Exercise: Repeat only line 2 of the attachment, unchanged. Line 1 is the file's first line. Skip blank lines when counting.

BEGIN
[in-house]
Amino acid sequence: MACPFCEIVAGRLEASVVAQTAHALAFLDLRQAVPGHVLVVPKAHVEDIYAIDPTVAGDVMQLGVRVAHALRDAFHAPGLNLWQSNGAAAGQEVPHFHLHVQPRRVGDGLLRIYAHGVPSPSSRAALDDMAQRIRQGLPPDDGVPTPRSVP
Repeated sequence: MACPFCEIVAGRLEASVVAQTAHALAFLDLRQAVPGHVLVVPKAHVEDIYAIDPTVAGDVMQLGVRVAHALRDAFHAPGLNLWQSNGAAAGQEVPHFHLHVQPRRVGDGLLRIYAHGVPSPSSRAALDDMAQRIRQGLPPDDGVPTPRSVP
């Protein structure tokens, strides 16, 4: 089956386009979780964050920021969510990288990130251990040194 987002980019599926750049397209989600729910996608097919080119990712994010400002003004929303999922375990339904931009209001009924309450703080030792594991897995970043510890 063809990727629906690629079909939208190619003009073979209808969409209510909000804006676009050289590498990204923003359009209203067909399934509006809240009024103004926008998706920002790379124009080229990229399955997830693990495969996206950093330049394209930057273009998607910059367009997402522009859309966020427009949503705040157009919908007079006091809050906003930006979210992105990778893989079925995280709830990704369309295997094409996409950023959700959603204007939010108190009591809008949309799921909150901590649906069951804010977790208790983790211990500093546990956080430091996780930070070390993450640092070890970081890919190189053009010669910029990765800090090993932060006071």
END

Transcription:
Amino acid sequence: MACPFCEIVAGRLEASVVAQTAHALAFLDLRQAVPGHVLVVPKAHVEDIYAIDPTVAGDVMQLGVRVAHALRDAFHAPGLNLWQSNGAAAGQEVPHFHLHVQPRRVGDGLLRIYAHGVPSPSSRAALDDMAQRIRQGLPPDDGVPTPRSVP